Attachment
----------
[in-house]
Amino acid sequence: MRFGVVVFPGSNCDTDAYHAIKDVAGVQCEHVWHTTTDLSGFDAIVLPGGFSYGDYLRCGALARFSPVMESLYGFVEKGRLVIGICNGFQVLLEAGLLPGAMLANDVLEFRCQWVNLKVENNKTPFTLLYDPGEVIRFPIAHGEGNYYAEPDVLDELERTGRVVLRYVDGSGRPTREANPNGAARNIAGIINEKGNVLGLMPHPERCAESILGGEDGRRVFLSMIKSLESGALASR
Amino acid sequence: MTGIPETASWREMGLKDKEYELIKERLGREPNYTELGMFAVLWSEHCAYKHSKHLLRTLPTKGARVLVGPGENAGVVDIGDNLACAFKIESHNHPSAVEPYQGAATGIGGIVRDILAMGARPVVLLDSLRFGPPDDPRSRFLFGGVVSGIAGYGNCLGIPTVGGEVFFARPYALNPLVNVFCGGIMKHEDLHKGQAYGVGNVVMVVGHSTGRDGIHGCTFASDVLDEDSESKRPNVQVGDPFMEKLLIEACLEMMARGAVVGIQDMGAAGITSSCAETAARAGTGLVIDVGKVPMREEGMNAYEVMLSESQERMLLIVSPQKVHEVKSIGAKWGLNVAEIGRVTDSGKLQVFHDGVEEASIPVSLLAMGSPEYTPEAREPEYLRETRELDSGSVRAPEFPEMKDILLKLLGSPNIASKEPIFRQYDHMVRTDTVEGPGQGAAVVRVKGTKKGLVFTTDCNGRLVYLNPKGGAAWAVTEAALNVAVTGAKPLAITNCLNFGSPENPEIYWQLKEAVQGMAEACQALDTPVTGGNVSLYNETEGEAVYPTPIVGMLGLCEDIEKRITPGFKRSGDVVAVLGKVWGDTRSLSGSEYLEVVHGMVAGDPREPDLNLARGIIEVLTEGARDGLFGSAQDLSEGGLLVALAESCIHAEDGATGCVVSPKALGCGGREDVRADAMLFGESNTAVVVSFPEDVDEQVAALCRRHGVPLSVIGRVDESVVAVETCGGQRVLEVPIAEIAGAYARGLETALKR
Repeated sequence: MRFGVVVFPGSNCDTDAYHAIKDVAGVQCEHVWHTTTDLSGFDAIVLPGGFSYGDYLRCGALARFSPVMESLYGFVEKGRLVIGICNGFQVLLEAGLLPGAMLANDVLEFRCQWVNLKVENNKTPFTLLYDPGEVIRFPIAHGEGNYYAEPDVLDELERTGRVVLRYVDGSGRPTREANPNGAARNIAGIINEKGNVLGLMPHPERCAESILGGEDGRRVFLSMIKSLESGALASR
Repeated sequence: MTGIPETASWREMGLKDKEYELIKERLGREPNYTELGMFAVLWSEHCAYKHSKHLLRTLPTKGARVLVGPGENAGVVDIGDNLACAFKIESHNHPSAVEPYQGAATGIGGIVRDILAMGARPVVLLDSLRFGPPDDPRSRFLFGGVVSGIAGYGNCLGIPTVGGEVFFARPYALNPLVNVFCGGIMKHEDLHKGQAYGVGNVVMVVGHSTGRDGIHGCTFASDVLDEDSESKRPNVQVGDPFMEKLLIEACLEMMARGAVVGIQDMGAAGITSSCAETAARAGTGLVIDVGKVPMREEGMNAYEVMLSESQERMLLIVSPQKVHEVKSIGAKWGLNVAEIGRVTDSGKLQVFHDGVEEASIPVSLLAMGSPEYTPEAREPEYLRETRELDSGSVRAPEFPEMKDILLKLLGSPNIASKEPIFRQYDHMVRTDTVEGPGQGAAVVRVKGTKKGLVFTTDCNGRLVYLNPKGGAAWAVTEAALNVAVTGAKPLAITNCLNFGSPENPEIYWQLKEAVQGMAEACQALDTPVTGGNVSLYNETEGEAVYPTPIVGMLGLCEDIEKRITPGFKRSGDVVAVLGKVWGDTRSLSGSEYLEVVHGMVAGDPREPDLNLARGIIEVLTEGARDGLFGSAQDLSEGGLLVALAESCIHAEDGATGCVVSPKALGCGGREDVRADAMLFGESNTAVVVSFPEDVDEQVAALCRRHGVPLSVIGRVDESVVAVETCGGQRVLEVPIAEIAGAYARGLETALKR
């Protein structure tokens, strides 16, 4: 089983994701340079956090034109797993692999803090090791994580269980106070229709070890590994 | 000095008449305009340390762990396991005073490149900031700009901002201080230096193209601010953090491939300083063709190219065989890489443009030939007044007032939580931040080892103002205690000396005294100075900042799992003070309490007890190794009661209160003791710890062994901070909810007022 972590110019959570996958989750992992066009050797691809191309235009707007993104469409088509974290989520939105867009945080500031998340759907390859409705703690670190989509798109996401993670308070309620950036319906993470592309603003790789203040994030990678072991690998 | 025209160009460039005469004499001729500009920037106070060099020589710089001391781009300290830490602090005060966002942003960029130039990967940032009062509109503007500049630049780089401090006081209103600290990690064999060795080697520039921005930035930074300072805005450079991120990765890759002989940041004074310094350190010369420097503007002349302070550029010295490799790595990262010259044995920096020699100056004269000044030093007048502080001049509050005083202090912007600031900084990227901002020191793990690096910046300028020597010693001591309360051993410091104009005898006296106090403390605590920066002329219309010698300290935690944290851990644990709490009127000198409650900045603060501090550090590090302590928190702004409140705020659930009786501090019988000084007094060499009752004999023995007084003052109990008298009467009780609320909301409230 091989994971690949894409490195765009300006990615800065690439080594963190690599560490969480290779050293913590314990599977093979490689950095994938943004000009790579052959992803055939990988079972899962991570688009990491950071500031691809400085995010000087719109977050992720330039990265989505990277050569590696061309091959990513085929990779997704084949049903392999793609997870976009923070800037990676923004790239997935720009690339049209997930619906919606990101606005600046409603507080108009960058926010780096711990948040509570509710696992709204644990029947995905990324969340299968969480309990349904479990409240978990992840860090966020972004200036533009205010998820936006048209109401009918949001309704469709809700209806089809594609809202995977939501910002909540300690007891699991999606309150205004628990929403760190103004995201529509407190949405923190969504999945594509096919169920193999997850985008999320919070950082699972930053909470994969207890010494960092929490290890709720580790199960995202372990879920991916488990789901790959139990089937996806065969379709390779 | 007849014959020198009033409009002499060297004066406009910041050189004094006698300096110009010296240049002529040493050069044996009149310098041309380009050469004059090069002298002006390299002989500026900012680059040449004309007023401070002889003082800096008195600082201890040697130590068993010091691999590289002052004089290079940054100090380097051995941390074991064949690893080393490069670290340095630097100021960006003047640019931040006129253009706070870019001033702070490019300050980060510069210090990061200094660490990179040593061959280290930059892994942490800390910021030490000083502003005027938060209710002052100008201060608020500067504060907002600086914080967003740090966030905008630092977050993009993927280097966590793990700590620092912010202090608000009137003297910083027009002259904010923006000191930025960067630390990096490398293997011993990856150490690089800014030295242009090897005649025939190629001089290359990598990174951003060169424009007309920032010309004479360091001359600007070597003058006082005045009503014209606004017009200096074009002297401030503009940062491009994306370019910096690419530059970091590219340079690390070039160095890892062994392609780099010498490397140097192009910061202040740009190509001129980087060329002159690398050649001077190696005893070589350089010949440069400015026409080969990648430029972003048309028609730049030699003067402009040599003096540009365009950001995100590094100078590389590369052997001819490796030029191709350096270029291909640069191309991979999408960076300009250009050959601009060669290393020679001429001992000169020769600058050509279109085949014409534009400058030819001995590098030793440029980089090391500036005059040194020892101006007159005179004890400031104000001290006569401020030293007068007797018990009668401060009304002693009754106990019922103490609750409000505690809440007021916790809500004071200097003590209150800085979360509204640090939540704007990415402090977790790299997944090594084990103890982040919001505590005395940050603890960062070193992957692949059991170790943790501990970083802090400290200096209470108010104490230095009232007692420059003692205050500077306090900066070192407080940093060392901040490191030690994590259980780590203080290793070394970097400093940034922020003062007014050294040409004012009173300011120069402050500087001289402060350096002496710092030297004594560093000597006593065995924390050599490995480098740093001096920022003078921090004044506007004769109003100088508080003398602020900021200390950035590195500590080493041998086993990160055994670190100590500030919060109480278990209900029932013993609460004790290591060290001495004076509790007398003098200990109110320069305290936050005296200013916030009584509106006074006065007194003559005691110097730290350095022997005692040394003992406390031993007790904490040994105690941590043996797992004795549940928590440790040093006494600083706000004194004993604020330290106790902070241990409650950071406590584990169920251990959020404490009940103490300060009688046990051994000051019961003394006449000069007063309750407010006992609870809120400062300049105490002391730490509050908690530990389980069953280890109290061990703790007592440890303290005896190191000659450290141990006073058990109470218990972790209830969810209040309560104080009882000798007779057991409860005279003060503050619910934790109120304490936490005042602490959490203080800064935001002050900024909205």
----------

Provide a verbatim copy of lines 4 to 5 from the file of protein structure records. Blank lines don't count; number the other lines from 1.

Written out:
Repeated sequence: MRFGVVVFPGSNCDTDAYHAIKDVAGVQCEHVWHTTTDLSGFDAIVLPGGFSYGDYLRCGALARFSPVMESLYGFVEKGRLVIGICNGFQVLLEAGLLPGAMLANDVLEFRCQWVNLKVENNKTPFTLLYDPGEVIRFPIAHGEGNYYAEPDVLDELERTGRVVLRYVDGSGRPTREANPNGAARNIAGIINEKGNVLGLMPHPERCAESILGGEDGRRVFLSMIKSLESGALASR
Repeated sequence: MTGIPETASWREMGLKDKEYELIKERLGREPNYTELGMFAVLWSEHCAYKHSKHLLRTLPTKGARVLVGPGENAGVVDIGDNLACAFKIESHNHPSAVEPYQGAATGIGGIVRDILAMGARPVVLLDSLRFGPPDDPRSRFLFGGVVSGIAGYGNCLGIPTVGGEVFFARPYALNPLVNVFCGGIMKHEDLHKGQAYGVGNVVMVVGHSTGRDGIHGCTFASDVLDEDSESKRPNVQVGDPFMEKLLIEACLEMMARGAVVGIQDMGAAGITSSCAETAARAGTGLVIDVGKVPMREEGMNAYEVMLSESQERMLLIVSPQKVHEVKSIGAKWGLNVAEIGRVTDSGKLQVFHDGVEEASIPVSLLAMGSPEYTPEAREPEYLRETRELDSGSVRAPEFPEMKDILLKLLGSPNIASKEPIFRQYDHMVRTDTVEGPGQGAAVVRVKGTKKGLVFTTDCNGRLVYLNPKGGAAWAVTEAALNVAVTGAKPLAITNCLNFGSPENPEIYWQLKEAVQGMAEACQALDTPVTGGNVSLYNETEGEAVYPTPIVGMLGLCEDIEKRITPGFKRSGDVVAVLGKVWGDTRSLSGSEYLEVVHGMVAGDPREPDLNLARGIIEVLTEGARDGLFGSAQDLSEGGLLVALAESCIHAEDGATGCVVSPKALGCGGREDVRADAMLFGESNTAVVVSFPEDVDEQVAALCRRHGVPLSVIGRVDESVVAVETCGGQRVLEVPIAEIAGAYARGLETALKR